Theory of Tension
Reincarnation -- the ultimate vicious circle.
Back to Nature
Suffice it to say that Ellison's whimsical side got the better of him (don't get me wrong -- I like the story, and I can relate, but let's face it: no one wants to admit to it).
A dark little tale that seems to be directed at the publishing business and its bottom-line, make-a-quick buck mentality.
A fun, sharp-edged, meditation on the most uncelebrated literary past-time: embellishing one's past, both personal and professional. Ellison does it with his usual flair for witty phrases and word play ("She went for it, hook line and dangling participles") and dead-on satire of the academia (from "Paris-Match" to "The New York Times"), which takes itself far too seriously.
Borrowing from one of Ellison's own introductions to a story in his collection, SHATTERDAY, let me just say that I have nothing to say about this story.
No matter what heights we may rise to, our species always manages to keep a firm grasp on the dirt from which we crawled.
The fever. We all are subject to it at one time or another. The desire to create. To reach for great heights and rise above the ordinary. For some of us, it is a dream which remains just beyond our fingertips, eluding our graps at every turn. For the rest, it will always be a fever dream that forever haunts the shadows of our nights.
Attack at Dawn
I worked in the "corporate world" for a total of 6 1/2 years, in three different stretches. That particular climate allows for only two distinct life forms. The first is the "company man." It comes in several forms (it can evolve, sorta like the Pokeman creatures): from cowtow, to buttkiss, to backstab. The second sort of corporate animal is the mover and the shaker. What good old boys like to call a boatrocker. A troublemaker. It's a much more rare animal. In fact, I'd say it's definitely on the endangered species list. What a shame.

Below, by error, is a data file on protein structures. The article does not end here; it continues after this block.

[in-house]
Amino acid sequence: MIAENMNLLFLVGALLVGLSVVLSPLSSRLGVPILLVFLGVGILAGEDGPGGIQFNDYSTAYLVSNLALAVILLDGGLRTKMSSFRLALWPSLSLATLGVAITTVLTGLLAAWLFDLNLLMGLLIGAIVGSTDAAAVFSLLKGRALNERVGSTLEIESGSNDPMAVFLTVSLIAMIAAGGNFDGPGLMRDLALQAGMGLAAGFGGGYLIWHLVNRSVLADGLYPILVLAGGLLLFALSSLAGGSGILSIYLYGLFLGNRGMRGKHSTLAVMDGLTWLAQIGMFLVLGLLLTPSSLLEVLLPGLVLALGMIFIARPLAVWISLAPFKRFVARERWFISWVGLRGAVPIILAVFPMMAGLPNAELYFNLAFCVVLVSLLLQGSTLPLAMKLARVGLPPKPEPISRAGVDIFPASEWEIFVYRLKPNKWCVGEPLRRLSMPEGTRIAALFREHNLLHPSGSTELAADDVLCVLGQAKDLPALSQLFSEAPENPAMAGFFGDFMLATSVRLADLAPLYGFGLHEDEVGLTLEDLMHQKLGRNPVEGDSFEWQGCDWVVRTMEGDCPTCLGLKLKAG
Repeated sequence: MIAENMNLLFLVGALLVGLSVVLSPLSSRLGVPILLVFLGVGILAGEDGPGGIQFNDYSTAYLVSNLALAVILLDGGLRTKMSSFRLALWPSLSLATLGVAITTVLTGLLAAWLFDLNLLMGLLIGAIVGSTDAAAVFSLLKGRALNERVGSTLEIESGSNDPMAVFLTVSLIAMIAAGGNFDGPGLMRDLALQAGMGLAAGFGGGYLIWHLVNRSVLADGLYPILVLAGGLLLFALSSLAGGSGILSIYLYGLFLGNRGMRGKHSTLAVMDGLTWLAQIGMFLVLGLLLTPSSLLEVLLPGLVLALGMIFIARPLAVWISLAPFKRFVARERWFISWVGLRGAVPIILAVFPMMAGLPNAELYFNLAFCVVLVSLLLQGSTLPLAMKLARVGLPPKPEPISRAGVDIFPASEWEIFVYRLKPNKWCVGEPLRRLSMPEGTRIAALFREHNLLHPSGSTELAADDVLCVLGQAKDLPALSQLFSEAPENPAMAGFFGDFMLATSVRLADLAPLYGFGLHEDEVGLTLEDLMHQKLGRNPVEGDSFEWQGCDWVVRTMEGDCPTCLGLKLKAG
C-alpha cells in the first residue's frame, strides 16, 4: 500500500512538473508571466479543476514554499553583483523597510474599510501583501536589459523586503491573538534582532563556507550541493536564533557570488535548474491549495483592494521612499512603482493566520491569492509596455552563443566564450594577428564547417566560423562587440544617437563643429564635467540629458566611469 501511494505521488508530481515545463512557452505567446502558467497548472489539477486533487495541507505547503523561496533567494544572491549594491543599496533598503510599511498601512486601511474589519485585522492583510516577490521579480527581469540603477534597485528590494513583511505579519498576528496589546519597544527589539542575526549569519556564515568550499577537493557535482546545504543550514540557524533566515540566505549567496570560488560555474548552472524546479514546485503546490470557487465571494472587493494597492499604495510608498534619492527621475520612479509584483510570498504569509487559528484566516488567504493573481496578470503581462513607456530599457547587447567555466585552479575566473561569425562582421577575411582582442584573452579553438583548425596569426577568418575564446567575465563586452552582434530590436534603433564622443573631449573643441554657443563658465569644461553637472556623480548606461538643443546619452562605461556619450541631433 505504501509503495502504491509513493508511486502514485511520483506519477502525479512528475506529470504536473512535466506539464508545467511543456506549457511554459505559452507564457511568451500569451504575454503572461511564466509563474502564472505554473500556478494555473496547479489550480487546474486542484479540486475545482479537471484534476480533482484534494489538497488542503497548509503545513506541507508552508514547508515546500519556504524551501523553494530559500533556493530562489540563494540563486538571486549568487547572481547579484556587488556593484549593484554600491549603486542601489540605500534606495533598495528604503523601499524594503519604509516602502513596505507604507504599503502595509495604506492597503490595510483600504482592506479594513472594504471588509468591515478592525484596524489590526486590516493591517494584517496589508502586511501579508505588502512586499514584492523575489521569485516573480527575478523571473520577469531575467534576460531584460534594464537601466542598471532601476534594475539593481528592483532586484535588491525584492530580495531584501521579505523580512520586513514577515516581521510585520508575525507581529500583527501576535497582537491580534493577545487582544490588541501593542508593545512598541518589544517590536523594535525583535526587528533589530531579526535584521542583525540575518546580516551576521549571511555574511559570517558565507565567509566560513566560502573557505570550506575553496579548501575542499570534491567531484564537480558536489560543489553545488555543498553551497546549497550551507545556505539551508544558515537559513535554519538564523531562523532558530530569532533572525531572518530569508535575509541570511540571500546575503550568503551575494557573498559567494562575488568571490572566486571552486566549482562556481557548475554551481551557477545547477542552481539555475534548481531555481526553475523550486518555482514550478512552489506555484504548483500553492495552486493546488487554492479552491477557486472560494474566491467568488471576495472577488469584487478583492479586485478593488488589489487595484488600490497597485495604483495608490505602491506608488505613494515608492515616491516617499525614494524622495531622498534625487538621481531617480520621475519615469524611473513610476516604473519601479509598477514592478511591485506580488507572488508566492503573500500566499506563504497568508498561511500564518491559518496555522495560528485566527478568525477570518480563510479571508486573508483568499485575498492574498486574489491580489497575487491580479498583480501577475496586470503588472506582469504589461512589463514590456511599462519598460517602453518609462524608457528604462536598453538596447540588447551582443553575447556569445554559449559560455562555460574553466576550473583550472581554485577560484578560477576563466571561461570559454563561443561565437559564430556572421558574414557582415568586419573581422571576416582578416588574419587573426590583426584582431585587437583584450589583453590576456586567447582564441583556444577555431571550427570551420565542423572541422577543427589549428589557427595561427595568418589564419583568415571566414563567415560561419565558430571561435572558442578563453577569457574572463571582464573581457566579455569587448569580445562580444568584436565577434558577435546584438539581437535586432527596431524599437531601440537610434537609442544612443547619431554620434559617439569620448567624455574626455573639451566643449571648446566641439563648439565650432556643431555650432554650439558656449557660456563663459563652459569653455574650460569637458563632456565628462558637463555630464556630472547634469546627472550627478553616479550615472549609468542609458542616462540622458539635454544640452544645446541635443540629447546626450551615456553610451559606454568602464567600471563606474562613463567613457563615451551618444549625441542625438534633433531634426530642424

Time heals all wounds. It can also put the world in perspective for us. Things that once conjured rage and anger, only serve to stir up gloom and despair. Time is a great modifier. Unless it plays a nasty trick on you -- like making sure you meet your one true love when you're on the downhill side of life. Cie la vie.
Between Heaven and Hell
Just reading the morning paper can be an exercise in amiguity. Here, a story about a man who rides the rails, just like the bindlestiffs of old -- except that he uses the transportation to carry him to his next victim. And there, on the next page, a story of a girl who saved the life of a dog after its owner had shot it several times in the head -- because the dog chewed up the remote control to his TV. Just looking around at the flotsam and jetsam that often passes for humanity can call for an exercise in self-control and result in a taxation on one's sanity. Then a cool Summer rain washes over your face, the opening bars of a Miles Davis tune tickle your ears, the smell of lilacs in bloom fill your nostrils and the sight of a blue-eyed child at play greets your half-closed eyes. Just being alive can be an ambiguous feeling.
Shed of Rebellion
Lite, Rite, Irregardless...You can't have your cake and eat it too...I could come up with a dozen more examples of bad grammar, lazy spelling and stupid syntax -- including a fairly recent horror known to some as "ebonics" -- that drive me _nuts._ All of them were taking root _before_ the internet became fairly entrenched in everyday life; most of them flowered in the pale, deatly blue light of televisionland. The future ain't what it used to be. It's probably worse.
To Each His Own
I've always thought death -- and what follows -- to be an intensely _personal_ experience. Obviously. But this seems to go against the grain of what most religions teach. You know the deal...tunnel of light, angels and songs, long dead friends and relatives waiting to greet you. Talk about your pipe dreams.